“Unleashing Your Voice” by Ava Jae: http://avajae.blogspot.com/2011/09/unleashing-your-voice.html
“On writing…author’s voice…” by Jill Eileen Smith: http://www.jilleileensmith.com/blog/writing/on-writing-authors-voice/
For those of you who, like me, need an example to grasp a concept, check out some of Roald Dahl’s children’s books. His distinctive voice is evident through recurring themes, character traits, and stylistic choices. To see what I mean, try comparing Charlie and the Chocolate Factory, James and the Giant Peach, and Matilda.
Happy New Year and happy writing!
Recently, I have been under a lot of stress and feeling unmotivated to write and/or uninspired. Check out these four articles for useful tips on how to overcome writer’s block.
I especially like the first article because it includes activities that do not help to overcome writer’s block. I will confess, TV is my Achilles heel.
1. “How to Overcome Writer’s Block: 14 Tricks That Work” by Jeff Goins: http://goinswriter.com/how-to-overcome-writers-block/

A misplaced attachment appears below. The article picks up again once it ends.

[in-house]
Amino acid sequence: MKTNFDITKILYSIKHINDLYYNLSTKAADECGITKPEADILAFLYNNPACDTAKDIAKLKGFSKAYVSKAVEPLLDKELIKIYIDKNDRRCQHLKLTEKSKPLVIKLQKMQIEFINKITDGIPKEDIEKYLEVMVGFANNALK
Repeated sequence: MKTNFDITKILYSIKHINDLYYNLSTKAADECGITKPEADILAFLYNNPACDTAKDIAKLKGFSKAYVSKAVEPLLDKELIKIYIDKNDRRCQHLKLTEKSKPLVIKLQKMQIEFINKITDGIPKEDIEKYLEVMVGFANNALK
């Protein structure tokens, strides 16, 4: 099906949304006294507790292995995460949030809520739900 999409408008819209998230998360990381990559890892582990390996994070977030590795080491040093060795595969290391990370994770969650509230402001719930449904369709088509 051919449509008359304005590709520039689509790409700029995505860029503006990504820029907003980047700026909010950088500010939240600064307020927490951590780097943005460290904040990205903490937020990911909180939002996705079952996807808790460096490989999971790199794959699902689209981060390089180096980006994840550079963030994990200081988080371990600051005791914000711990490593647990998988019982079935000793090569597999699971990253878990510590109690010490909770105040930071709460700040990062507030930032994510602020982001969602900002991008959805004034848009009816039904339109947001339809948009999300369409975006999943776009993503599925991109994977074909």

2. “When You’re Feeling Uninspired”by Jeff Goins: http://goinswriter.com/when-youre-feeling-uninspired/
3. “7 Ways to Overcome Writer’s Block” by Chuck Sambuchino: http://www.writersdigest.com/editor-blogs/guide-to-literary-agents/7-ways-to-overcome-writers-block
*Although Mr. Sambuchino’s seventh approach does seem, to use his own words, “out there,” I really like his first six methods. Personally, when it comes to a plot issue, my number one go-to for overcoming writer’s block is to talk it through with my brother Gregory. Just hearing myself say the plot out loud can cause me to identify the problem and come up with a possible solution. When that is not enough to overcome the block, Gregory suggests some ways I can add more conflict and/or resolve the issue.
4. “How To Overcome Writer’s Block – 15 Tips” by Adam Singer: http://thefuturebuzz.com/2008/12/03/how-to-overcome-writers-block/
If you’re like me, certain punctuation rules are hard to remember. For me, the hardest punctuation mark in the English language to master is the comma.
Below are three articles that give very specific rules for when and how to use commas and two other forms of punctuation that can be easy to confuse: colons and semicolons.
I refer to these articles when I have questions about these punctuation marks. I hope you find them as useful as I do.